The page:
More than even Afghanistan and Iraq, the profile of 21st Century conflict is represented by Libya. A civil war involving the overthrow of a dictator by indigenous forces, in a nation rich with oil, in which the oil-consuming Atlantic nations intervene militarily to prevent the dictator from slaughtering his own people. Meanwhile, those same nations are not intervening on behalf of indigenous uprisings in Bahrain, which also has oil, and Yemen. These latter two countries have been much more helpful to us than Libya has.
There is every indication that some Libyans rising up against Gaddafi are also anti-American, possibly to the point of supporting terrorism. We don't know whether this is true in Libya or elsewhere because we had not developed intelligence on the Arab "street." Sound confusing? It should.
Conflict in this century will make 20th Century nation-state wars against imperialists, fascists, and communists look simple by comparison. Good guys versus bad guys. But what principles do we use to decide on intervention where neither side threatens us, where both sides or all sides may be unpleasant guys, where one side or both sides don't wear uniforms, and where clear moral authority is not possessed by anyone? This new century of conflict is going to be much more gray and plaid than black and white.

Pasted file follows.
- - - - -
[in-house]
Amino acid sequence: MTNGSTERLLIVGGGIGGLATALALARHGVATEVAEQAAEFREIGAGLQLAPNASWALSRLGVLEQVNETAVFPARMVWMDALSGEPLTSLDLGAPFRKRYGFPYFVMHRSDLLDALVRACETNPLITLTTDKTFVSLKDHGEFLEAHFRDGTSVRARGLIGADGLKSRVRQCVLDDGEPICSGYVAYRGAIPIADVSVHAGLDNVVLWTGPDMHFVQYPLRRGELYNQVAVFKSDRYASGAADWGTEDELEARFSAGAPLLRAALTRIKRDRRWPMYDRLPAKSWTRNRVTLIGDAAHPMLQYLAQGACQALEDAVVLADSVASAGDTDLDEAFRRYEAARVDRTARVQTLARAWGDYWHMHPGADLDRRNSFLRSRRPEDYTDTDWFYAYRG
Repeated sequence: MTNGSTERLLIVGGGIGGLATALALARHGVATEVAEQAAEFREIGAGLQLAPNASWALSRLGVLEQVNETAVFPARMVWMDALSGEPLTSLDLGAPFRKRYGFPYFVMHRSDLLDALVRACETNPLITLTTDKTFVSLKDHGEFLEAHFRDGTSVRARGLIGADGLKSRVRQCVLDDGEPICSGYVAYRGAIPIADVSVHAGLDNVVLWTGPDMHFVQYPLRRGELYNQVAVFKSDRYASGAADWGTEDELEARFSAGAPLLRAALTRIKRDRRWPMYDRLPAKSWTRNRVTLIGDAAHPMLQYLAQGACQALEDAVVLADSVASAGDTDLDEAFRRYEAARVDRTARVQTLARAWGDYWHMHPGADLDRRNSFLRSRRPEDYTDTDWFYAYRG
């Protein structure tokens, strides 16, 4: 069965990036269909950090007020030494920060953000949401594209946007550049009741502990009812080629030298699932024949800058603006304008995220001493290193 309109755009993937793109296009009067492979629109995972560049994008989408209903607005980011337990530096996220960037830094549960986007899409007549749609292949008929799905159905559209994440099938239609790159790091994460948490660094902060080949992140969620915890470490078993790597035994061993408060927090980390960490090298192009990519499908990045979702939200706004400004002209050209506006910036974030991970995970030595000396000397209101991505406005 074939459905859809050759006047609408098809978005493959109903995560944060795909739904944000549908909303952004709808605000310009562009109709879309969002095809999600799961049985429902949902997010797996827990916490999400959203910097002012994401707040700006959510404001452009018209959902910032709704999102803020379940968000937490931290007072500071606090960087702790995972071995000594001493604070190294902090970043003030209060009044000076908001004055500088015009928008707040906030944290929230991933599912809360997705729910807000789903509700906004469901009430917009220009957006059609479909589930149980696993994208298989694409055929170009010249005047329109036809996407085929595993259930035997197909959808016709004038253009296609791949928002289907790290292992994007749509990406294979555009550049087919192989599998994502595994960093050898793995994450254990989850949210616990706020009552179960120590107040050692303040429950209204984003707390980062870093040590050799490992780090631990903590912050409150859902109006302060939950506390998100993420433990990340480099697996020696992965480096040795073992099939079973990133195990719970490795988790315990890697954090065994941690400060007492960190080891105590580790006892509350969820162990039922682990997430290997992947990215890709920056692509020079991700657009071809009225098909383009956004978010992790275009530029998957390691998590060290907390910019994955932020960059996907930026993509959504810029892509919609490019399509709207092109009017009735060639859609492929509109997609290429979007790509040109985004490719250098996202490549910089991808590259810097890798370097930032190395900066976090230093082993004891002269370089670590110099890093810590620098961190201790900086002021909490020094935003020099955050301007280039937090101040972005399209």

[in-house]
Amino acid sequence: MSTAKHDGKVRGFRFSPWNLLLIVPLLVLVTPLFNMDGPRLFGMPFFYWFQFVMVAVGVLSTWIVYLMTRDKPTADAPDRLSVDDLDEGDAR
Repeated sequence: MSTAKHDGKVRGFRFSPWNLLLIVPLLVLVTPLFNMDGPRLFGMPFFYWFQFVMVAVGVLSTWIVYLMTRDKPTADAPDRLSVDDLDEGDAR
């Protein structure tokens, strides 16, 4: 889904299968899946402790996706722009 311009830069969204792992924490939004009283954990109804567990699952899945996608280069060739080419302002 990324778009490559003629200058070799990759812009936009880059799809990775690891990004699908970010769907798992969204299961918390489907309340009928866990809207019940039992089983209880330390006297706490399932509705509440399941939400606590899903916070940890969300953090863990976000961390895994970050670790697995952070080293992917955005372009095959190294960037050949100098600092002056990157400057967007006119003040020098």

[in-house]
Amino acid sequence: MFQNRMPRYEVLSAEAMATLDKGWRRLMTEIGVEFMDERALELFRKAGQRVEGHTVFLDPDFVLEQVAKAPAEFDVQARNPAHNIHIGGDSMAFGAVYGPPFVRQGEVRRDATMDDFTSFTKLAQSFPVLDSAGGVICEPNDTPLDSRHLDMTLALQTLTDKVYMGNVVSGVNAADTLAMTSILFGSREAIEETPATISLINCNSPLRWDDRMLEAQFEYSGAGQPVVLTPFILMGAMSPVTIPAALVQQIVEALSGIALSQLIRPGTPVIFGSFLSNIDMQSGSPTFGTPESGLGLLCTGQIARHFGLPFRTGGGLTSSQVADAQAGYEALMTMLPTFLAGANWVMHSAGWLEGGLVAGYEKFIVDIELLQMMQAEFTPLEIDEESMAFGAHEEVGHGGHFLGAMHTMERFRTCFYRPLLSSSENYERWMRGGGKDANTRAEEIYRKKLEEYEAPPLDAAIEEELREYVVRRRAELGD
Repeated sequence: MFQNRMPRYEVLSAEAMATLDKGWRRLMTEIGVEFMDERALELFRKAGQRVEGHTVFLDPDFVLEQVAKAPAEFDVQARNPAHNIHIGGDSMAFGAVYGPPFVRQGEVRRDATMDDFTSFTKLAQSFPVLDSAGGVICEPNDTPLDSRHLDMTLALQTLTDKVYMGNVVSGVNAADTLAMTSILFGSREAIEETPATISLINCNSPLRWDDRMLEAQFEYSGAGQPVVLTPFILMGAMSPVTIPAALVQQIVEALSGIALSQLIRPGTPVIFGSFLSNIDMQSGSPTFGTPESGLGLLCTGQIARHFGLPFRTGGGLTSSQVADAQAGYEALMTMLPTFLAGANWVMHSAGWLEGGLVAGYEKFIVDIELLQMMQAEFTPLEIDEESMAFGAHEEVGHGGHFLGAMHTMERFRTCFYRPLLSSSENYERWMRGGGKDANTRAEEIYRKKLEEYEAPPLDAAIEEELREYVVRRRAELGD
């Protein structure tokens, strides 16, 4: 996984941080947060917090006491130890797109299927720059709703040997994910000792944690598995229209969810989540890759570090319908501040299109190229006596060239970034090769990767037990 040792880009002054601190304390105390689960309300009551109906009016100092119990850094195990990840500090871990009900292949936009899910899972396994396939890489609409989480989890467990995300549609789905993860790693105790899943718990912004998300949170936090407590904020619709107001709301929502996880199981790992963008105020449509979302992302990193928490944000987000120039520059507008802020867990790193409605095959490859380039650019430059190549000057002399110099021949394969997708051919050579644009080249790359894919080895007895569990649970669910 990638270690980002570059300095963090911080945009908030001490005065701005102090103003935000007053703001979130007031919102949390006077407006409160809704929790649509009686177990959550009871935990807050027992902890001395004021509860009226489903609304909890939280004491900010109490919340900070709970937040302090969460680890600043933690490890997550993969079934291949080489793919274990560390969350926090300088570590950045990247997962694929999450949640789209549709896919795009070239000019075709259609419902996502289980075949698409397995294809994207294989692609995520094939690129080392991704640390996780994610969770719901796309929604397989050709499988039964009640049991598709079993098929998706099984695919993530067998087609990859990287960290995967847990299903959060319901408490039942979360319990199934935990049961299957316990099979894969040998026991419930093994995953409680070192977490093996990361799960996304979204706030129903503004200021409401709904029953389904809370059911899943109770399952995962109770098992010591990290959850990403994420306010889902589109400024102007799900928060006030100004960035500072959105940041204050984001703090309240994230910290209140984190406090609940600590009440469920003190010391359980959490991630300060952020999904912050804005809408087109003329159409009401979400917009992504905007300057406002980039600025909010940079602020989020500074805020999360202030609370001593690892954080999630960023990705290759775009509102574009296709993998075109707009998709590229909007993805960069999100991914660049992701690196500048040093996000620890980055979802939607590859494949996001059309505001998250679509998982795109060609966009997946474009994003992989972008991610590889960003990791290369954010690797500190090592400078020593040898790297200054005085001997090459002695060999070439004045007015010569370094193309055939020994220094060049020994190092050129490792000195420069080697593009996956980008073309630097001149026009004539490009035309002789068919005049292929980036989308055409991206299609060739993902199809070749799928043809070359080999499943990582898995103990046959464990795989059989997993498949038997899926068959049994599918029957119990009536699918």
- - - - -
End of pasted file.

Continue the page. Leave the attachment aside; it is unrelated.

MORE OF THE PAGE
It is to be hoped that we don't simply decide to use military force by the toss of a coin. That would be a prescription for willy-nilly arbitrariness honored by no one. So far, the only positive development in the Libyan arena is the rare leadership shown by Britain and France. They seem to have forced our hand. But that is not all bad. I have believed for quite some time that other democratic nations had to step up on peacemaking and peacekeeping. We can't and shouldn't try to do it all. Let's hope this new spirit of shared responsibility expands.
Even so, we are all going to need a new set of consistent and defensible principles on when and how to intervene in the affairs of other nations.
Visit Senator Hart's blog at Matters of Principle.